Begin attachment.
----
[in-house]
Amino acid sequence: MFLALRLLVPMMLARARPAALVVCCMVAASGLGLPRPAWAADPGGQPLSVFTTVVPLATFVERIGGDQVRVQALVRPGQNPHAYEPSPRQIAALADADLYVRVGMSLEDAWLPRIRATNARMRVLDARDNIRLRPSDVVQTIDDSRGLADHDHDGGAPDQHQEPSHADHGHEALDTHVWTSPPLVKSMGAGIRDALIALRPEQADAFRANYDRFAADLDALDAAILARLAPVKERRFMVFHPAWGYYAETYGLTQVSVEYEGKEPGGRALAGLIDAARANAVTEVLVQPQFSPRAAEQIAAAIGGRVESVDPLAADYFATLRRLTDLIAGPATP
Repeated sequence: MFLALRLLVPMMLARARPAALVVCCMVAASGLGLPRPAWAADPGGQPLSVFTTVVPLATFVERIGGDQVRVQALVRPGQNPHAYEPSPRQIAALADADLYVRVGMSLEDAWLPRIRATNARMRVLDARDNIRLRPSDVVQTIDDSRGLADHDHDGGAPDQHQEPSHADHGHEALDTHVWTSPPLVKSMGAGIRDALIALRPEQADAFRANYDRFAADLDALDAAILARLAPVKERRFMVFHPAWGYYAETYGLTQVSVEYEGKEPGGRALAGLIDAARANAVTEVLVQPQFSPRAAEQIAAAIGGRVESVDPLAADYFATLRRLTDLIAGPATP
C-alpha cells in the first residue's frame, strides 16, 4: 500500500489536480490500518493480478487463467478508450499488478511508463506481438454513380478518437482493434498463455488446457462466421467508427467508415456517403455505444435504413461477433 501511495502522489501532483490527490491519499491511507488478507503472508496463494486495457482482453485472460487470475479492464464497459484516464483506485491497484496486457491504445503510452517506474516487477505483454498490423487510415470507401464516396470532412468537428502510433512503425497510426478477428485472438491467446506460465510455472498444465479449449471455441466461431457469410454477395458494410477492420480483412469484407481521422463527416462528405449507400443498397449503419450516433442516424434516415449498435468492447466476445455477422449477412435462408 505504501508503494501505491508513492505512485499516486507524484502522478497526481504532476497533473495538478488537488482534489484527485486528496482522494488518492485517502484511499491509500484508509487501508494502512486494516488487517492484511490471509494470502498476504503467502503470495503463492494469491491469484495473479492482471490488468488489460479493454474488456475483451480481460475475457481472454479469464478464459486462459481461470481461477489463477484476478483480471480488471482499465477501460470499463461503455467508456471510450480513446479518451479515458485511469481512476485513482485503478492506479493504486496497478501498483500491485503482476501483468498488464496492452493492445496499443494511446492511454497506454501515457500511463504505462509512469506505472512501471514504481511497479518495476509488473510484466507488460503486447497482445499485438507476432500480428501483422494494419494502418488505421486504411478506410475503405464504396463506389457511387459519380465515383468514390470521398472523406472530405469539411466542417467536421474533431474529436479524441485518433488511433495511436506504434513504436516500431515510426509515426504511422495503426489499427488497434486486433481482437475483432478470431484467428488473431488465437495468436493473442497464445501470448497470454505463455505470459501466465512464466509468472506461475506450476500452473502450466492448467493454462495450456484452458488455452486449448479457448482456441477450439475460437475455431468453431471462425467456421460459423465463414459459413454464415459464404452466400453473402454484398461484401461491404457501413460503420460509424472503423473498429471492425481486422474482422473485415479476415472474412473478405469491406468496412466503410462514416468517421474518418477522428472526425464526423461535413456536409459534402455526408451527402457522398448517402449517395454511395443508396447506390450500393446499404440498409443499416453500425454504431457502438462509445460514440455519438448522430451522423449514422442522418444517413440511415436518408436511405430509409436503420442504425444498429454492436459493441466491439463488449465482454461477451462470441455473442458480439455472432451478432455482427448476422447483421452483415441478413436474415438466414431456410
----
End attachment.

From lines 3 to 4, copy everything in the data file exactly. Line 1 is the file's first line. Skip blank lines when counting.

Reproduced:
Repeated sequence: MFLALRLLVPMMLARARPAALVVCCMVAASGLGLPRPAWAADPGGQPLSVFTTVVPLATFVERIGGDQVRVQALVRPGQNPHAYEPSPRQIAALADADLYVRVGMSLEDAWLPRIRATNARMRVLDARDNIRLRPSDVVQTIDDSRGLADHDHDGGAPDQHQEPSHADHGHEALDTHVWTSPPLVKSMGAGIRDALIALRPEQADAFRANYDRFAADLDALDAAILARLAPVKERRFMVFHPAWGYYAETYGLTQVSVEYEGKEPGGRALAGLIDAARANAVTEVLVQPQFSPRAAEQIAAAIGGRVESVDPLAADYFATLRRLTDLIAGPATP
C-alpha cells in the first residue's frame, strides 16, 4: 500500500489536480490500518493480478487463467478508450499488478511508463506481438454513380478518437482493434498463455488446457462466421467508427467508415456517403455505444435504413461477433 501511495502522489501532483490527490491519499491511507488478507503472508496463494486495457482482453485472460487470475479492464464497459484516464483506485491497484496486457491504445503510452517506474516487477505483454498490423487510415470507401464516396470532412468537428502510433512503425497510426478477428485472438491467446506460465510455472498444465479449449471455441466461431457469410454477395458494410477492420480483412469484407481521422463527416462528405449507400443498397449503419450516433442516424434516415449498435468492447466476445455477422449477412435462408 505504501508503494501505491508513492505512485499516486507524484502522478497526481504532476497533473495538478488537488482534489484527485486528496482522494488518492485517502484511499491509500484508509487501508494502512486494516488487517492484511490471509494470502498476504503467502503470495503463492494469491491469484495473479492482471490488468488489460479493454474488456475483451480481460475475457481472454479469464478464459486462459481461470481461477489463477484476478483480471480488471482499465477501460470499463461503455467508456471510450480513446479518451479515458485511469481512476485513482485503478492506479493504486496497478501498483500491485503482476501483468498488464496492452493492445496499443494511446492511454497506454501515457500511463504505462509512469506505472512501471514504481511497479518495476509488473510484466507488460503486447497482445499485438507476432500480428501483422494494419494502418488505421486504411478506410475503405464504396463506389457511387459519380465515383468514390470521398472523406472530405469539411466542417467536421474533431474529436479524441485518433488511433495511436506504434513504436516500431515510426509515426504511422495503426489499427488497434486486433481482437475483432478470431484467428488473431488465437495468436493473442497464445501470448497470454505463455505470459501466465512464466509468472506461475506450476500452473502450466492448467493454462495450456484452458488455452486449448479457448482456441477450439475460437475455431468453431471462425467456421460459423465463414459459413454464415459464404452466400453473402454484398461484401461491404457501413460503420460509424472503423473498429471492425481486422474482422473485415479476415472474412473478405469491406468496412466503410462514416468517421474518418477522428472526425464526423461535413456536409459534402455526408451527402457522398448517402449517395454511395443508396447506390450500393446499404440498409443499416453500425454504431457502438462509445460514440455519438448522430451522423449514422442522418444517413440511415436518408436511405430509409436503420442504425444498429454492436459493441466491439463488449465482454461477451462470441455473442458480439455472432451478432455482427448476422447483421452483415441478413436474415438466414431456410